Hontz v. White

Annotate this Case

56 Wn.2d 538 (1960)

348 P.2d 420

ROBERT L. HONTZ, Appellant, v. DENNY A. WHITE et al., Respondents.[1]

No. 35166.

The Supreme Court of Washington, Department One.

January 21, 1960.

Greive & Law and Roderick D. Dimoff, for appellant.

Lycette, Diamond & Sylvester and Meade Emory, for respondents.


This is an appeal from an order granting the defendant's motion for summary judgment dismissing the plaintiff's complaint with prejudice. Plaintiff brought this action to recover damages for personal injuries suffered in an automobile collision. Defendants cross-complained seeking *539 recovery for damage to their automobile, alleged to have proximately resulted from plaintiff's negligence. Following plaintiff's answer to the cross-complaint, the defendants interposed a motion for summary judgment. The trial court thereupon entered an order granting the defendants' motion dismissing plaintiff's complaint and determining the plaintiff liable as a matter of law, leaving only the question of the damages to be awarded to the defendants on their cross-complaint and the matter of costs to be determined at the trial.

Prior to any further proceedings in the action, the plaintiff instituted this appeal from the trial court's order.

[1] We do not reach a consideration of appellant's assignments of error in this case since the order from which this appeal is taken is not an appealable order. The order entered by the trial court is within the contemplation of Rule of Pleading, Practice and Procedure 19 § 1 (c), RCW Vol. 0, as appears from the following language:

"... A summary judgment, interlocutory in character, may be rendered on the issue of liability alone although there is a genuine issue as to the amount of damages." (Italics ours.)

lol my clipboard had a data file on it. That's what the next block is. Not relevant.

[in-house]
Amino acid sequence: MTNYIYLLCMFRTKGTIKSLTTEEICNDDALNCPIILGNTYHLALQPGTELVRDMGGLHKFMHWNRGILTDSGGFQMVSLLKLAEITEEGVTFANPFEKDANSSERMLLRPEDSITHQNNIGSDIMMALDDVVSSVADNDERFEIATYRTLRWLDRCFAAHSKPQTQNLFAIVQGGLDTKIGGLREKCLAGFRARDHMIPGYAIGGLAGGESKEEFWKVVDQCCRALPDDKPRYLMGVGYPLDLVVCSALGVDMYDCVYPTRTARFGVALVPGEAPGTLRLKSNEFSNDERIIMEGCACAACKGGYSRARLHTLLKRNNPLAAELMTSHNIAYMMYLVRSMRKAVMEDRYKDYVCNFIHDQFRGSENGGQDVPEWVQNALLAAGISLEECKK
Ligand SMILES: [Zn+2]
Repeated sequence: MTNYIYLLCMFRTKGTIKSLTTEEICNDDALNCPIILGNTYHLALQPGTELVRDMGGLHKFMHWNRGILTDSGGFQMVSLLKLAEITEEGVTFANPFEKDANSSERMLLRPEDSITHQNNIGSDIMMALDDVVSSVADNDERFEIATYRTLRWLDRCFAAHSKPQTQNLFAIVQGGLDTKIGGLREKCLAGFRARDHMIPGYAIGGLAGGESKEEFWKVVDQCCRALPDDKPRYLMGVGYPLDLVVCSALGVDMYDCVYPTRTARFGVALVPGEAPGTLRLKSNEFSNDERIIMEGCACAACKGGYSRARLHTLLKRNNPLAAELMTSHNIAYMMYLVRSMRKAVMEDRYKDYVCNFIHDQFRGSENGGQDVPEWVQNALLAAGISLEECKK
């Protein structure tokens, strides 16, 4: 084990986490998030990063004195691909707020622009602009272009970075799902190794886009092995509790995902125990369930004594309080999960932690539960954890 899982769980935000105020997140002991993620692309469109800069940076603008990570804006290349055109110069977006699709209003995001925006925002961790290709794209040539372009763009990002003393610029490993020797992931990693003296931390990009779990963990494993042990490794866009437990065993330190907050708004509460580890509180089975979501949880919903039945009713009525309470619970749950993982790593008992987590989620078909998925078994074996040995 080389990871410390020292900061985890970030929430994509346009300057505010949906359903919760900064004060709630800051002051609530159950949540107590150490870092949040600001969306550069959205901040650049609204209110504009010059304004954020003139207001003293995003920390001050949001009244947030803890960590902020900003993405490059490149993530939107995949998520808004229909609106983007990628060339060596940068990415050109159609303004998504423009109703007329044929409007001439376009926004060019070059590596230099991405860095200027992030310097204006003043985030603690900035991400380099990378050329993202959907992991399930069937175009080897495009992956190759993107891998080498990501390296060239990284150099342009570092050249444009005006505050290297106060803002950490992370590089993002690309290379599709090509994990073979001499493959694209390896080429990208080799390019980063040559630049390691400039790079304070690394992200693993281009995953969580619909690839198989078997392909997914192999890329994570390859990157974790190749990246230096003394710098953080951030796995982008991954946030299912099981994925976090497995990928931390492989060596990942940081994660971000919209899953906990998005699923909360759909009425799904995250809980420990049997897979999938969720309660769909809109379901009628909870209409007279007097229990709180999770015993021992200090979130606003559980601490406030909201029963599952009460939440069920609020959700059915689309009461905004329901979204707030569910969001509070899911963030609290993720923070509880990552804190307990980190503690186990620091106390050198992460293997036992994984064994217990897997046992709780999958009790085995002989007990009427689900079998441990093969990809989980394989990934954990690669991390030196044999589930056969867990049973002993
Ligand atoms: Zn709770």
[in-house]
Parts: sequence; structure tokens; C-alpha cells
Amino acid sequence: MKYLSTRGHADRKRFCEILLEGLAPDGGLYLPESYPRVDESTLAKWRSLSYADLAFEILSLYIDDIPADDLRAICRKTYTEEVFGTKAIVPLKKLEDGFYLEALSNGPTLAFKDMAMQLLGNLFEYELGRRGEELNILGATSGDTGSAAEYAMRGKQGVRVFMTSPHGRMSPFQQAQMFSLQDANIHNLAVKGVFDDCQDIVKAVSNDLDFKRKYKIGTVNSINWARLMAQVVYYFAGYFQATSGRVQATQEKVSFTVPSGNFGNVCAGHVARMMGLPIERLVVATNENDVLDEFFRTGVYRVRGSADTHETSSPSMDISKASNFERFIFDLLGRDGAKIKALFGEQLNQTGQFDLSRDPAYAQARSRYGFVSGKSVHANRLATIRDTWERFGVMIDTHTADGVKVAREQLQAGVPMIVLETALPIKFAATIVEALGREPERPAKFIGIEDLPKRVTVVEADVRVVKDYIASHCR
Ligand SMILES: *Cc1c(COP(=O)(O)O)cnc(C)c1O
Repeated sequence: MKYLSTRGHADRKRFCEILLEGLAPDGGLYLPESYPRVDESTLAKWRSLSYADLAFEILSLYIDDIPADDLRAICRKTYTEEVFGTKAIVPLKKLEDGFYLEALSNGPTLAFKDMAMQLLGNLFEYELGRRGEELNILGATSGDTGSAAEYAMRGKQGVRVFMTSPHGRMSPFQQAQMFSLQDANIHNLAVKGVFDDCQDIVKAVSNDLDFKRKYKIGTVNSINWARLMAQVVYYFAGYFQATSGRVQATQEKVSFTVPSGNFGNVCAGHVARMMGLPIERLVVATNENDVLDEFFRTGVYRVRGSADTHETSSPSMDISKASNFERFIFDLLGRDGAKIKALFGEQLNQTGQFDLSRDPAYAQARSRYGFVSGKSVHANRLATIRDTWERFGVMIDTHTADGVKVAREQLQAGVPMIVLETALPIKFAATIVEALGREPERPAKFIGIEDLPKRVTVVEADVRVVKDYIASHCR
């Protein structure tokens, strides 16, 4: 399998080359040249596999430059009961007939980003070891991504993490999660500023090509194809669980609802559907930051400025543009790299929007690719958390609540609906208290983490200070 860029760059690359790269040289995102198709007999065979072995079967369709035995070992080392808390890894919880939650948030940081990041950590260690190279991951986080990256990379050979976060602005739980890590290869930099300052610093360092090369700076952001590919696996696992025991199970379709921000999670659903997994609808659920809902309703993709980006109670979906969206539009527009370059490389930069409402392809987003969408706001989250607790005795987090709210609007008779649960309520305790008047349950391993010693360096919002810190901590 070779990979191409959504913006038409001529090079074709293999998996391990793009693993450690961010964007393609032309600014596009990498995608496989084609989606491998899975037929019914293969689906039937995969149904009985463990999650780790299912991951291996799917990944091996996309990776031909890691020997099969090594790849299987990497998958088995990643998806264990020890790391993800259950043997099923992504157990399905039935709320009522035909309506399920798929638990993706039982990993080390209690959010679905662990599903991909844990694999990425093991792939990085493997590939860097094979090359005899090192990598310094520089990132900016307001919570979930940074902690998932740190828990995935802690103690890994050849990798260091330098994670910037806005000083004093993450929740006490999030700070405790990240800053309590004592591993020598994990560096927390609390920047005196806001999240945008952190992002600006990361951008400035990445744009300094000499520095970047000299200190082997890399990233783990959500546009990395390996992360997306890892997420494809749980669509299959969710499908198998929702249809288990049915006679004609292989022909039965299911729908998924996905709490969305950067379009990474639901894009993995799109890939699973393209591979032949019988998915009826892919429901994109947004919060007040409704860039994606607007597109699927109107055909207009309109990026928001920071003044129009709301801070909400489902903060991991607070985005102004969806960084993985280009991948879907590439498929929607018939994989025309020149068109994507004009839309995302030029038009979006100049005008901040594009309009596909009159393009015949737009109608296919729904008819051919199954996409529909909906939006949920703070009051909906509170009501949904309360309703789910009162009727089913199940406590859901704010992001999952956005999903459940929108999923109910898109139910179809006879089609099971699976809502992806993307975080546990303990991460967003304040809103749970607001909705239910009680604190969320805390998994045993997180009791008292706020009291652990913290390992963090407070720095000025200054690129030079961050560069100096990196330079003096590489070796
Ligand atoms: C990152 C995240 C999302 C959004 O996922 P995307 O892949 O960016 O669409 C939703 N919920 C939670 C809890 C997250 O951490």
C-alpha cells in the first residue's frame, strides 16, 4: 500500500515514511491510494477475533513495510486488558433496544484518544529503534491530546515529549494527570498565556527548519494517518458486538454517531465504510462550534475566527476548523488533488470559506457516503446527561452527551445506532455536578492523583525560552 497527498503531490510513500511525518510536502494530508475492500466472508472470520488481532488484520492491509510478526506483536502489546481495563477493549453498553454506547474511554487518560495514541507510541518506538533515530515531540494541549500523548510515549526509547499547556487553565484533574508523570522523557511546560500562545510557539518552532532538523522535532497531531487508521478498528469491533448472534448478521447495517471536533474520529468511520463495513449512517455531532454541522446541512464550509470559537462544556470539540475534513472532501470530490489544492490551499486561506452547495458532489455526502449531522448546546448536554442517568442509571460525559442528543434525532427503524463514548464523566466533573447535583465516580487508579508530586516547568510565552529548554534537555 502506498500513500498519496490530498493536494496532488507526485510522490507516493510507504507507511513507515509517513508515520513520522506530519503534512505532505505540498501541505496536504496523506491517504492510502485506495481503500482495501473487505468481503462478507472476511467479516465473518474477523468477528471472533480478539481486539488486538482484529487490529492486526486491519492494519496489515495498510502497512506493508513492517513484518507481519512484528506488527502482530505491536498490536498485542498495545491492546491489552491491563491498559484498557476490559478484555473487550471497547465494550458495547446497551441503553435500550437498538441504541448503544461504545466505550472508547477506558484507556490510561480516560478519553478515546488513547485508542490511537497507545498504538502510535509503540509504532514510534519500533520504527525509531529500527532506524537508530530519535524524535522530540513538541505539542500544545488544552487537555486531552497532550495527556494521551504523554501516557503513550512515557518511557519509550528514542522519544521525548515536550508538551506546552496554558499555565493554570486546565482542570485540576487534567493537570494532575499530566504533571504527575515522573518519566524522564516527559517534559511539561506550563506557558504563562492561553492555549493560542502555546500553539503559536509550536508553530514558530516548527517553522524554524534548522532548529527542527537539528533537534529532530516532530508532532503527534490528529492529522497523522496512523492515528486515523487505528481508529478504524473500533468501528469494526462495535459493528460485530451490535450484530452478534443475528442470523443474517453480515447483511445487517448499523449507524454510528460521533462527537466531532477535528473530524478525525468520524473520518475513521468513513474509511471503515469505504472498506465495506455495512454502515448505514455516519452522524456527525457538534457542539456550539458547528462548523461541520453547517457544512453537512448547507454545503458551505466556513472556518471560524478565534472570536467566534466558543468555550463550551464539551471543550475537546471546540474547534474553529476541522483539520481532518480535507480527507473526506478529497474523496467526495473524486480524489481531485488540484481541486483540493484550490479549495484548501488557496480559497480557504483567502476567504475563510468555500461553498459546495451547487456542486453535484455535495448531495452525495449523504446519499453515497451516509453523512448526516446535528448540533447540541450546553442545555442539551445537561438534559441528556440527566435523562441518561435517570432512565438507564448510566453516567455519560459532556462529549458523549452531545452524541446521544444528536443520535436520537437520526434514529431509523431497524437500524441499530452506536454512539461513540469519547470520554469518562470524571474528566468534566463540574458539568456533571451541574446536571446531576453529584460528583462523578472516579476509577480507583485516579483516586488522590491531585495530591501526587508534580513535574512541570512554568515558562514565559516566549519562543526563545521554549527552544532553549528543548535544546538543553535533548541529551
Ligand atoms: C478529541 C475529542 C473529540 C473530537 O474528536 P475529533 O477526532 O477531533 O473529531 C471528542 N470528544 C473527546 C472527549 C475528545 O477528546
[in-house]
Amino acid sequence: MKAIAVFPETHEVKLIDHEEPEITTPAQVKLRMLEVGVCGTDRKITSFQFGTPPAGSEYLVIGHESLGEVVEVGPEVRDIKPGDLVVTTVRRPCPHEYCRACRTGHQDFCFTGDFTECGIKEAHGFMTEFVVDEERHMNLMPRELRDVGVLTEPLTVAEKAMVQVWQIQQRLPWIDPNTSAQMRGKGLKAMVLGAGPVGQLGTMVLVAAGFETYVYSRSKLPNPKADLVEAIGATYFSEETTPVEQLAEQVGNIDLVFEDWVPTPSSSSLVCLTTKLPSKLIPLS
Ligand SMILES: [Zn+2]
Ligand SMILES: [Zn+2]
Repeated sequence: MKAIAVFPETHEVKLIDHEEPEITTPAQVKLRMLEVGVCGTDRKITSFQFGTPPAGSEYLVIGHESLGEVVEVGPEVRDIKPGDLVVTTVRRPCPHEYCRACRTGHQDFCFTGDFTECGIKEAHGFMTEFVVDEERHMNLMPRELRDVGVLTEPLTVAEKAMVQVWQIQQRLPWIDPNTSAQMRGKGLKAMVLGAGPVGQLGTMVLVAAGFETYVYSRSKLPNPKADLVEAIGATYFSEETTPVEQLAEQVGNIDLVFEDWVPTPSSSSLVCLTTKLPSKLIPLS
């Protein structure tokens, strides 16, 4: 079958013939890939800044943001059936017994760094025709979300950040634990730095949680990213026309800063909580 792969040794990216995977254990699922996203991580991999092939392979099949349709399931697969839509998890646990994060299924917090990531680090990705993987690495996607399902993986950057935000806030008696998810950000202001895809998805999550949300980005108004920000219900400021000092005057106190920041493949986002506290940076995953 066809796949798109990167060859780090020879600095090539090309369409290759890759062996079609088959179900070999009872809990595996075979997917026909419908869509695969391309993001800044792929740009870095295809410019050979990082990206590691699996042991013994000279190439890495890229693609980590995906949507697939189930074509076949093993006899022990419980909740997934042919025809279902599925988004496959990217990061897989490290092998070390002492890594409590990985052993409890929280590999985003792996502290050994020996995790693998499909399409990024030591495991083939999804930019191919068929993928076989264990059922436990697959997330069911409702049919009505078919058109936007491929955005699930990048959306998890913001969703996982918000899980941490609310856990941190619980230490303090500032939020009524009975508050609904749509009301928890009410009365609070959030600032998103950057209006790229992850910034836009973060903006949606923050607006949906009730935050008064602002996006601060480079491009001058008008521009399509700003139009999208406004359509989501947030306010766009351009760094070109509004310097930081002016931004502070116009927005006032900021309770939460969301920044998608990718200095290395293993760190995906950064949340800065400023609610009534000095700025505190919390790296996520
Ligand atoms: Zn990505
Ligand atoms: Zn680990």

Although titled an "Order Granting Defendants' Motion for Summary Judgment," such an order, as we pointed out in Maybury v. Seattle, 53 Wn. (2d) 716, 336 P. (2d) 878 (1959), is not a final adjudication but is, in effect, an order limiting the issues to be tried. Such an order is not an appealable order within the limitations of Rule on Appeal 14, RCW Vol. 0:

"Any party aggrieved may appeal to the supreme court in the mode prescribed in these rules from any and every of the following determinations, and no others, made by the superior court, or the judge thereof, in any action or proceeding:

"(1) From the final judgment entered in any action or proceeding....

"(6) From any order affecting a substantial right in a civil action or proceeding, which either, (1) in effect determines the action or proceeding and prevents a final judgment therein; or (2) discontinues the action; or (3) grants *540 a new trial; or (4) sets aside or refuses to affirm an award of arbitrators, or refers the cause back to them; ..." (Italics ours.)

In the instant case the order entered by the trial court is not a final judgment under § 1 of Rule 14, for the reason, the issue of damages on the respondents' cross-complaint remains to be tried. Furthermore, this is not an order under § 6 of Rule 14, affecting a substantial right in a civil action for the reason that it does not determine the action and prevent final judgment, nor is the action discontinued thereby.

[2] It has been a long-standing rule in this jurisdiction that appeals are not to be brought before this court piecemeal unless clearly authorized by statute. In re Moore's Estate, 36 Wn. (2d) 854, 220 P. (2d) 1079 (1950); Maybury v. Seattle, supra.

[3] A review of the above order will be available to the appellant upon an appeal from a final judgment entered in this action, under Rule 14 supra, that

"... An appeal from any such final judgment shall also bring up for review any order made in the same action or proceeding either before or after the judgment...."

The appeal is dismissed and remanded to the trial court for further proceedings.


March 9, 1960. Petition for rehearing denied.


[1] Reported in 348 P. (2d) 420.